More often than not, Lyst’s quarterly trend reports are rife with expensive products from expensive brands. However, if the latest Lyst Index Report is anything to go by, the tides could well be changing in 2023 after a humble $20 UNIQLO shoulder bag topped the Q1 2023 list.
The UNIQLO bag — which is a small modest zip-up nylon satchel — has single-handedly generated nearly 60 million views on TikTok over the last six months, a feat that has helped it finish higher on the Lyst Index than the likes of Rick Owens’ Kriester Sunglasses ($625) and Bottega Veneta Drop Earrings ($960) in the rankings, which are released by Lyst on a quarterly basis.
While more expensive labels like Alaïa, Maison Margiela, and Diesel were also included in the top 10, there was also room for more affordable products like adidas’ Gazelle sneaker (7th) and the Astro Loose Baggy Jeans from fast-fashion retailer Weekday (8th), as well as those damn big red MSCHF boots and Kim Kardashian’s Skims, which surprisingly debuted on both the hottest items list with its Sculpt Bodysuit and chart of the overall hottest brands, the only non-luxury imprint in the running.
Interestingly, it appears the Kardashian effect worked in a more general sense too, with Skims making the top 20 (17th) of the Hottest Brands of 2023 Q1 list for the first time, that after announcing it will be bringing back swimwear under new CCO Robert Norton.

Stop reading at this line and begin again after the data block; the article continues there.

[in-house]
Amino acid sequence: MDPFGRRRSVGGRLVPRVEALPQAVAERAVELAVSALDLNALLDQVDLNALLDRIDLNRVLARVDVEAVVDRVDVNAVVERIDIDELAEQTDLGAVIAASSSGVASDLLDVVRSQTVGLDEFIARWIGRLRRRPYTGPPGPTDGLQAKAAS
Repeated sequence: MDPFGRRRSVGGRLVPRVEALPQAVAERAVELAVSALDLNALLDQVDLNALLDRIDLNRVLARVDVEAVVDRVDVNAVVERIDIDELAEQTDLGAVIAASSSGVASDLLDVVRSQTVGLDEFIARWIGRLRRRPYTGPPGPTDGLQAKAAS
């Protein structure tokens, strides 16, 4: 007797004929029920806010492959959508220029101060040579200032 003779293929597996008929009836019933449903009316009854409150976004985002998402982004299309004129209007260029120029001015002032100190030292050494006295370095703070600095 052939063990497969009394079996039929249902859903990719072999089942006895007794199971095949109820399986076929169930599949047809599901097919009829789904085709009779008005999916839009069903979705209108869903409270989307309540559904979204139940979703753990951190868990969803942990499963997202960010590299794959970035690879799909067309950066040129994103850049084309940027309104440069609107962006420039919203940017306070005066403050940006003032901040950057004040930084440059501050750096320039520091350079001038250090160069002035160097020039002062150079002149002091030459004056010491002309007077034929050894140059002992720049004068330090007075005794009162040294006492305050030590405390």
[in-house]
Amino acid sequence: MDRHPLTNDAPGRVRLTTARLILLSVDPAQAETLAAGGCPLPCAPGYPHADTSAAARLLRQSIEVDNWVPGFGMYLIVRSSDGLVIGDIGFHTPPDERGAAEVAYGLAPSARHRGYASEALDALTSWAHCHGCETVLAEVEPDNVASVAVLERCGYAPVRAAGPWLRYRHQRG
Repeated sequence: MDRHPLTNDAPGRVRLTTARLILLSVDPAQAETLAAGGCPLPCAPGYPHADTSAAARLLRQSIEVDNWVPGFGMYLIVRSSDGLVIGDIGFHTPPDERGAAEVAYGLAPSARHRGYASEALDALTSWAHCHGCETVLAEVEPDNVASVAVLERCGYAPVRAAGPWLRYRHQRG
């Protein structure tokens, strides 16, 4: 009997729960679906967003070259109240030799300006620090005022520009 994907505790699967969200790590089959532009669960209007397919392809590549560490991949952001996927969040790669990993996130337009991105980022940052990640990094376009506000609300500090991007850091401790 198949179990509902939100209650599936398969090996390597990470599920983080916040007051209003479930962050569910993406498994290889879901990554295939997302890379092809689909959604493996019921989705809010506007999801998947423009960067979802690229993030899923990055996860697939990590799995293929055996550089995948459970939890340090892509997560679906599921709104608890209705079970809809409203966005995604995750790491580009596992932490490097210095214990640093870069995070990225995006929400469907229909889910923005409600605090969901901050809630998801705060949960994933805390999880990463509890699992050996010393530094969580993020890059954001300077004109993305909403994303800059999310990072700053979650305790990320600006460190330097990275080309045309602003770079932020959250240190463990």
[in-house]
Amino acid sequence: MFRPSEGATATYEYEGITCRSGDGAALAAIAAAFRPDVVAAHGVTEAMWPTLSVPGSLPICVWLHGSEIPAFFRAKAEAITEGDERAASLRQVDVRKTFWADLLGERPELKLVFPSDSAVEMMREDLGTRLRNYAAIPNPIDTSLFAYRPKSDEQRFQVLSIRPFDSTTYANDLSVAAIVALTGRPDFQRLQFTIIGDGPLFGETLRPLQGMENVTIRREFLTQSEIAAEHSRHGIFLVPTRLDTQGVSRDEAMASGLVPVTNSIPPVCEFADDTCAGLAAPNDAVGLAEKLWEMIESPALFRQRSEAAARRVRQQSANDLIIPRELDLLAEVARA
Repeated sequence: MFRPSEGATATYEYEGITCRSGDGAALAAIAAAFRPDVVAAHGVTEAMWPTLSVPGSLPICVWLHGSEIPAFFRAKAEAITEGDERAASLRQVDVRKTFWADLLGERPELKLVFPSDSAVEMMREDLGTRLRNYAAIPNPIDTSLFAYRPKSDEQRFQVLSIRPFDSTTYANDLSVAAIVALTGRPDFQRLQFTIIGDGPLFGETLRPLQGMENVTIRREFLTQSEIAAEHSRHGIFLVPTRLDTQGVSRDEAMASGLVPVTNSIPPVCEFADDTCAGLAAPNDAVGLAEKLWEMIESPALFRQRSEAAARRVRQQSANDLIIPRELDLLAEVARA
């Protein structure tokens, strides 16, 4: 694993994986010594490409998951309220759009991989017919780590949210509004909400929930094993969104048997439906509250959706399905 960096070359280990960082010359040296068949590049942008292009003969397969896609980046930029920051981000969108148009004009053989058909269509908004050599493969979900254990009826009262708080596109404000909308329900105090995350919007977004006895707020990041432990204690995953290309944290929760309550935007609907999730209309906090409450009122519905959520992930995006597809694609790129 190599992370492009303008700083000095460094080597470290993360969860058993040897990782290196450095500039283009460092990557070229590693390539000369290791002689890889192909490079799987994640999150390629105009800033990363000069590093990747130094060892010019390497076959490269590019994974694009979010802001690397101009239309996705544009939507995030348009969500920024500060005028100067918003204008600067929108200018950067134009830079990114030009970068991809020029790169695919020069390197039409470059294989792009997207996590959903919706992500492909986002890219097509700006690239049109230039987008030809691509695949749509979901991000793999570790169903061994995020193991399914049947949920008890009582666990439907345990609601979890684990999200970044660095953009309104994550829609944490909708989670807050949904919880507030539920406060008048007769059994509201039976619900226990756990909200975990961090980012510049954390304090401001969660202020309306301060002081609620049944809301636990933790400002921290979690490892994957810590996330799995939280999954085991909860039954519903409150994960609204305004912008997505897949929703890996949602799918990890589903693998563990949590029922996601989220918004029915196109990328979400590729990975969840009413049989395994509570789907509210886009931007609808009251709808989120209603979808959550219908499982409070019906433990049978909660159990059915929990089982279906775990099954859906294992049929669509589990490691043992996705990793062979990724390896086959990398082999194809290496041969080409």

Unsurprisingly Prada dominated proceedings by retaining top spot, with its sister label Miu Miu coming in at second after reporting a whopping €432 million reported retail sales through 2022.
Other labels of note include Balenciaga, who dropped seven places to 18th following its return to the scene following last year’s scandal, and Jonathan Anderson’s LOEWE which, surprisingly, makes its first appearance in the Hottest Brands ranking.
UNIQLO’s inclusion at number of the hottest products remains the most interesting takeaway from this Lyst Index though, reigning supreme against some of the industry’s luxury big-hitters.
This is likely less a result of the Japanese fast-fashion company’s high-level of design and more a timely reminder of the power of TikTok but a hit product’s a hit product.